Both dogs and people should be wary of new animals. You shouldn’t automatically assume that a dog is friendly until you know for sure. Always ask permission from other owners before petting their dog or allowing yours to play with them. Teach kids that they shouldn’t pet strange dogs unless allowed to do so by the owner.


11. Train Your Dog

Pet ownership is a big responsibility, and you must thoroughly train your dog if you bring one home. You should teach your new pet the basic commands of “sit,” “stay,” “come,” and “no.” You should also get your dog used to being on a leash and heeling when needed. These are potentially life-saving measures, and they will also make life more enjoyable without the uncertainty of an untrained pet.

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Image Credit: Luca Nichetti, Shutterstock

12. Own Up to Your Responsibility as a Pet Owner

Pet ownership involves teaching your dog things like leash manners. They shouldn’t jump on people, and your dog shouldn’t bark excessively or be nippy. Your responsibility extends to your role as a neighbor. Your dog shouldn’t be the nuisance animal that everyone complains about or avoids. That means having the time and motivation to devote to your pooch so they don’t become a threat!


13. Research Breeds Before Getting a Dog

Genetics plays a role in canine behavior, although the environment and training can impact your pet’s temperament and biting risk. We recommend researching the breeds before getting a dog. For example, some breeds, such as Kangal or Anatolian Shepherd Dog, may not be the best choice for family pets based on their parent club recommendations. So, always do thorough research on any breed you’re thinking about welcoming into your home.

young woman looking her laptop while holding a cup of coffee in the kitchen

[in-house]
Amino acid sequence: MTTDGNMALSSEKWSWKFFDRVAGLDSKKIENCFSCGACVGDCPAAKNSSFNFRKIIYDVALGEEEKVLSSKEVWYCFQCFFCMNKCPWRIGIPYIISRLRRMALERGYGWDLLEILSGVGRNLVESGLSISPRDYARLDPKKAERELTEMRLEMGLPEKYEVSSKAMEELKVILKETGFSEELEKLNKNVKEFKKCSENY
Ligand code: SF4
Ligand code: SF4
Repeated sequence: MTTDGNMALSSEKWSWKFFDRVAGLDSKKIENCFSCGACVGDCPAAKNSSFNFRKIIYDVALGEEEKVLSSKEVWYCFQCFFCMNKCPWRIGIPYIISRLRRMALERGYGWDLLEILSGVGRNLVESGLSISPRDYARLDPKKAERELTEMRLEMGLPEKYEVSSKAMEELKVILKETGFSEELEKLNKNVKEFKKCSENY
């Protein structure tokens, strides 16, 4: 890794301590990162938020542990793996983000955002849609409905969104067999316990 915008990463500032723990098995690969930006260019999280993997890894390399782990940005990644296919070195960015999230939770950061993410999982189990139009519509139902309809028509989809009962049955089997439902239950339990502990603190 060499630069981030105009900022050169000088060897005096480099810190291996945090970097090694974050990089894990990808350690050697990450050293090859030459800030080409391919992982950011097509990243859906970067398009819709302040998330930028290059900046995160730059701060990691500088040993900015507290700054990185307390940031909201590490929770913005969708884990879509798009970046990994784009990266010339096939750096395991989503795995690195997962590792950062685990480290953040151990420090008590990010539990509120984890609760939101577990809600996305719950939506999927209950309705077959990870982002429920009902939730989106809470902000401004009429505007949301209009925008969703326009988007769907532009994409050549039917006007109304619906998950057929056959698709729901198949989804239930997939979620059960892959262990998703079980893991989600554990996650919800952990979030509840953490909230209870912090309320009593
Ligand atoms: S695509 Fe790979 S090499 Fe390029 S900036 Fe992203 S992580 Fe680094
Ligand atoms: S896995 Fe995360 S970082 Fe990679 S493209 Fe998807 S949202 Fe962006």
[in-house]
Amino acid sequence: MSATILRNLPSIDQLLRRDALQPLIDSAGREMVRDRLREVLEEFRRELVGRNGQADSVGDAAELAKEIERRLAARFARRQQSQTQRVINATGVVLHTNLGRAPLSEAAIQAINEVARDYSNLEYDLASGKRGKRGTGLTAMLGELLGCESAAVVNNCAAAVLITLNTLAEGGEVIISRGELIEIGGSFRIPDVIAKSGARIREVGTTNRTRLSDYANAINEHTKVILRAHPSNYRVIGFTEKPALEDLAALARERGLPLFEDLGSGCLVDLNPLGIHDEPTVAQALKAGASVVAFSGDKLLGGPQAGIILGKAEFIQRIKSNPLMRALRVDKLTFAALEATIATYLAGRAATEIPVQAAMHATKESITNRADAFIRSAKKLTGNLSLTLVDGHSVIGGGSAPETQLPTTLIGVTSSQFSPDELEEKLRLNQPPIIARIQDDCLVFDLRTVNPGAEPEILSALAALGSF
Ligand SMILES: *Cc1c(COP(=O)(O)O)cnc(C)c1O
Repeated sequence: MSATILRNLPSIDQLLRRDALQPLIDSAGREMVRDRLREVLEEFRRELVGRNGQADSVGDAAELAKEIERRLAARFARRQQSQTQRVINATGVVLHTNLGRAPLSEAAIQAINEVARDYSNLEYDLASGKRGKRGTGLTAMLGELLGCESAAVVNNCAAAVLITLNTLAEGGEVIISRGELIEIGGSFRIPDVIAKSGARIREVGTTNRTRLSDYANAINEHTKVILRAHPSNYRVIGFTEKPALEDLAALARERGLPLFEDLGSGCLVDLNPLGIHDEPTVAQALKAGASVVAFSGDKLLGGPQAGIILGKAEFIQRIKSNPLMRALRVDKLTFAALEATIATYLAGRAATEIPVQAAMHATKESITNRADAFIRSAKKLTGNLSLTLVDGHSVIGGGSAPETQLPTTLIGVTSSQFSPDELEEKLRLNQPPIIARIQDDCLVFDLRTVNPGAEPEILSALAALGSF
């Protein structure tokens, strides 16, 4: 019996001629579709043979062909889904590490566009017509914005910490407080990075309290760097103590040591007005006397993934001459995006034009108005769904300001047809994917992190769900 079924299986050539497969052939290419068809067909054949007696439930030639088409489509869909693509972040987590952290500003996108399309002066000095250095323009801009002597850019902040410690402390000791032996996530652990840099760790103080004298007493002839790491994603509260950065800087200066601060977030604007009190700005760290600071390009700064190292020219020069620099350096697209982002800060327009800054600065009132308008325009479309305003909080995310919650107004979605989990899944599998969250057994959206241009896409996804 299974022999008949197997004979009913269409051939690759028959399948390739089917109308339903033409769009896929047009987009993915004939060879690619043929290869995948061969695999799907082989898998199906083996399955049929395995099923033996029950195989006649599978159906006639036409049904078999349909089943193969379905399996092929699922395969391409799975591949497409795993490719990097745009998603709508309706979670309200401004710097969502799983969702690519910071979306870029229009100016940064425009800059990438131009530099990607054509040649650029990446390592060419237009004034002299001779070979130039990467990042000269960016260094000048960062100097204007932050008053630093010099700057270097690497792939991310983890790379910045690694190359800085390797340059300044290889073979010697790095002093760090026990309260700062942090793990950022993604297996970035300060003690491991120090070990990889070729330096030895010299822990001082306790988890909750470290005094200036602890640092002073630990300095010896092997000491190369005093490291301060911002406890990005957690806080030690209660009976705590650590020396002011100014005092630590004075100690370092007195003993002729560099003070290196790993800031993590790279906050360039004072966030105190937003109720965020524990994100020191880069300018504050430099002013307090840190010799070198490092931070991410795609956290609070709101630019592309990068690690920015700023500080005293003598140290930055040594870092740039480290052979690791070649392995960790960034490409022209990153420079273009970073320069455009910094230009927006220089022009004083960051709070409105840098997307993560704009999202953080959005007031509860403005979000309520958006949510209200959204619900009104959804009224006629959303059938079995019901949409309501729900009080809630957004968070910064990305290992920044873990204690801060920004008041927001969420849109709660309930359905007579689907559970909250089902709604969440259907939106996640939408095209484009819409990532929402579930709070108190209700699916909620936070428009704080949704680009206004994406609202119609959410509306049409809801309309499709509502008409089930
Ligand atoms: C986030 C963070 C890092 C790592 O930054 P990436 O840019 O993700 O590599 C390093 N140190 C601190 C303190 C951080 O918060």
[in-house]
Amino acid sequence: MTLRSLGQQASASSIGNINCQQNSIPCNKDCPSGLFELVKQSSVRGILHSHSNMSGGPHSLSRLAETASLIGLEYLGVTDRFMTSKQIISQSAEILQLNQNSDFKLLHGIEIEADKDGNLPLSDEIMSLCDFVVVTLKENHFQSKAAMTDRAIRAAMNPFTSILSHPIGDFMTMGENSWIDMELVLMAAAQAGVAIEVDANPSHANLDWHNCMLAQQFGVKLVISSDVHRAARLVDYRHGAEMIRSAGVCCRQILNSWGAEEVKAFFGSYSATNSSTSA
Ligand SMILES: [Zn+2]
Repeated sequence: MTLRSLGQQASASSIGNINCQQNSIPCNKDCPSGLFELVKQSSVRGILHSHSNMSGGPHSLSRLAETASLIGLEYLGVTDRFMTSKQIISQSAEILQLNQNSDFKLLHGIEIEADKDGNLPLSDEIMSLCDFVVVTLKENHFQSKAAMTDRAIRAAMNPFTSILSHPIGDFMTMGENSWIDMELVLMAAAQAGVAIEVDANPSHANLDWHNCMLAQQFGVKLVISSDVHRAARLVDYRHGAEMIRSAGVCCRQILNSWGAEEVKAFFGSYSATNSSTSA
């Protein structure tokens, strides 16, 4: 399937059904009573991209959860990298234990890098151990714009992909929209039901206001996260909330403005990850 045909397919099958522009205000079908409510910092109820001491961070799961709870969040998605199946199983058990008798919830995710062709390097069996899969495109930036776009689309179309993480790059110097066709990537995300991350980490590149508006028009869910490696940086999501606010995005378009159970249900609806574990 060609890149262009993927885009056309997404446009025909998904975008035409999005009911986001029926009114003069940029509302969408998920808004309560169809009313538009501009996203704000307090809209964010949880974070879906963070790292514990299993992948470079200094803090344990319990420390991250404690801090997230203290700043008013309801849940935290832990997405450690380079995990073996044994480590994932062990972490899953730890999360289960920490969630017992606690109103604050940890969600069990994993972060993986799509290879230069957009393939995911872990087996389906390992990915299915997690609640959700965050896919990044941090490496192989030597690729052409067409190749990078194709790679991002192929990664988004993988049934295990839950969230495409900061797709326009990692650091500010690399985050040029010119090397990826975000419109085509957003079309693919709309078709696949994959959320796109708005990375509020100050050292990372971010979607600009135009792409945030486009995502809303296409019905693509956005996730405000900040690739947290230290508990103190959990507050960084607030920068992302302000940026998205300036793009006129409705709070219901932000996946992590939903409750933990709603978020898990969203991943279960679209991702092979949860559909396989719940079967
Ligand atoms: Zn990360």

Image Credit: Josep Suria, Shutterstock

14. Mind the Roughhousing

Bites can happen when dogs roughhouse. It’s not necessarily aggression but can be normal canine behavior. Puppies often do battle to establish dominance. If the excitement increases, a child playing with the family pet may get bit. Some breeds are more intense in their play, setting up the scenario for unwanted behavior. Supervision is always necessary to prevent things from escalating.


15. Know Your Dog

Knowing your pup and learning to read their behavior and emotions is imperative. It will go a long way toward diffusing dangerous situations that can lead to biting. Daily interaction helps you recognize the triggers and conditions that may lead to trouble. Canine moods vary with the circumstances. Your responsibility as a pet owner is to understand your pooch and their moods.

doberman-pincher-dog-sitting-with-his-owner
Image Credit: gemphoto, Shutterstock

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Conclusion

Bite injuries can be preventable if you pay attention to the triggers of unwanted behavior. The responsibility also rests with you. Training and socializing your pet are imperative. Remember that your control over your pet is the best way to keep canine instincts in check. It’s not the animal’s fault for reacting to a potential threat; it’s your duty to avoid or prevent situations that increase the risk of aggression!


Featured Image Credit: Nigmatulina Aleksandra, Shutterstock